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Pulling Out The Stops
Old Box OBR002

Dan’s a Pittsburgh-born box player, who as far as I know is currently based in Anchorage, Alaska; his playing style is both nimble and pleasingly full-toned: honest and easy, I guess you could term it homey and old-fashioned but it’s engrossing and thoroughly enjoyable for all that. Dan is here joined, on the follow-up to his well-received 2006 CD Land Of Sunshine, by a small handful of musician friends for what seems intended to approximate the format of a convivial, laid-back session (i.e. mostly tune-sets but a few songs thrown in for good measure and contrast); in this it largely succeeds, except for a curious interlude midway through, the rationale for which I’ll come to in a bit. But to the remainder of the 16 tracks, which mostly present a basic instrumental complement of Dan’s box (either one-row melodeon or two-row button accordion) backed by Teresa Baker’s piano pumping out the rhythm.

The Tommy Peoples set employs a guitar, while here (as on a small handful of other sets too) the melody line is shared with a fiddler (Kevin Burke or Brongaene Griffin), or occasionally (as on the Miss Langford’s reel-set), by banjo (Quentin Cooper) or (on the jigs at track 8) flute (Mick Mulcrone). On the beautiful air Planxty Dermot Grogan, Dan duets with Elizabeth Nicholson’s harp; while then, sometimes (as in a real session, indeed), a set can be past half-over before the “coach party” arrives and more musicians enter the fray. The session tunes are punctuated by four songs, of which three are sung by Mick Mulcrone (two of which have more than a touch of the Andy Irvine I thought, although Mick’s rendition of Hard Times is arguably a touch rough-hewn even for a session) and the fourth by bodhrán player Gerard McDonnell, who tragically lost his life while descending from K2 (a mountain which he’d been the first Irish person to ascend) barely a couple of years ago.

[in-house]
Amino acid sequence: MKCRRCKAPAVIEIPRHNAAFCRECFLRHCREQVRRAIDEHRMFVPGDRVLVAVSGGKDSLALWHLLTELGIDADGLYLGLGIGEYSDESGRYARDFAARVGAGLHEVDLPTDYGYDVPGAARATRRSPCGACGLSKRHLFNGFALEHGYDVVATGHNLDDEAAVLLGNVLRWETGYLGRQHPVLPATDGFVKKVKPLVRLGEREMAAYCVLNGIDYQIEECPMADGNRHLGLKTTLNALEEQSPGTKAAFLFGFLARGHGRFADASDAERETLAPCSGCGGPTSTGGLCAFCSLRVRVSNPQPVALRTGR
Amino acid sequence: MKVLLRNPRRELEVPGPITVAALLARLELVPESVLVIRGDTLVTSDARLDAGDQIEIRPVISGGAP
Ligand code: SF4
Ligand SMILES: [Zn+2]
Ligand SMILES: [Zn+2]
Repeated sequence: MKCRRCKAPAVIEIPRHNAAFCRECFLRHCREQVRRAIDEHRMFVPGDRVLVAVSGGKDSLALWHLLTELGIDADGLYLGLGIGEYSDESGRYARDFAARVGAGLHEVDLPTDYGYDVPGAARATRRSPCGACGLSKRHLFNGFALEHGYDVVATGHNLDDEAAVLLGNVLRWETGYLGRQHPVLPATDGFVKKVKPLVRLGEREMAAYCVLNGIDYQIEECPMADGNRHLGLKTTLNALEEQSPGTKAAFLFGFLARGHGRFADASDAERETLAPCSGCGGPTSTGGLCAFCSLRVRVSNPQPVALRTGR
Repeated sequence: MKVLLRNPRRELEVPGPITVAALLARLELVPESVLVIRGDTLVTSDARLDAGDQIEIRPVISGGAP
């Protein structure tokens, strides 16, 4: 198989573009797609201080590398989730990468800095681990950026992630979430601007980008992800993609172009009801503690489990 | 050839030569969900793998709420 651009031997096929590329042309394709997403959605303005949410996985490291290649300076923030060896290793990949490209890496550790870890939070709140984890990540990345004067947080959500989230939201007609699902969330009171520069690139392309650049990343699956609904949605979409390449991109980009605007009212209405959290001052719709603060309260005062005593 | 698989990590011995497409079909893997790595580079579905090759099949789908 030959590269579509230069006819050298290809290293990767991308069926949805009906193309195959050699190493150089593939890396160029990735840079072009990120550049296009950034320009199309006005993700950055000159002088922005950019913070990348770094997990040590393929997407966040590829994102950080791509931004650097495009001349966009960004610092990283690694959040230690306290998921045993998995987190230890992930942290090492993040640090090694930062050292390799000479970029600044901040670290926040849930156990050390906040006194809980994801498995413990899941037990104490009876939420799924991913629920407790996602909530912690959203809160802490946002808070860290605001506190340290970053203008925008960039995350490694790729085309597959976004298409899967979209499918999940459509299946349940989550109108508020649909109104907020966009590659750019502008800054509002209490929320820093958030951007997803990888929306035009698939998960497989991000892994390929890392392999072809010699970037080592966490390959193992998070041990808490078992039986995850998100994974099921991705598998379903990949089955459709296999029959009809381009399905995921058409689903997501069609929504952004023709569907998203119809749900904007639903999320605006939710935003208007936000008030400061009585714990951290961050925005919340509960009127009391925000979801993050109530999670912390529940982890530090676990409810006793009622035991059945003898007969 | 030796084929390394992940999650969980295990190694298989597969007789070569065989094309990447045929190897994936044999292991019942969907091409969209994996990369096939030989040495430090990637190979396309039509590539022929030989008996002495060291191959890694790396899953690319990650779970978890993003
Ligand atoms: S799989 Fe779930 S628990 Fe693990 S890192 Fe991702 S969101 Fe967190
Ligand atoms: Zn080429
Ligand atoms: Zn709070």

The latter forms part of the interlude which I referred to earlier, almost as if Gerard seems to have been thrust into the spotlight while the musicians go off for a pint; its overly reverberant studio recording follows a sufficiently showstopping bodhrán solo that was recorded live in 2002 at the Alaska Folk Festival. These selections, for all that they form a kind of “two minutes’ silence” in memory of Gerard, still don’t quite feel as though they belong with the rest of the album, even notwithstanding its role as part-fundraiser … Nevertheless, this is still an appealingly enjoyable record which majors on the heartwarming, life-affirming power of good craic and reliable musicianship.

David Kidman

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This album was reviewed in Issue 85 of The Living Tradition magazine.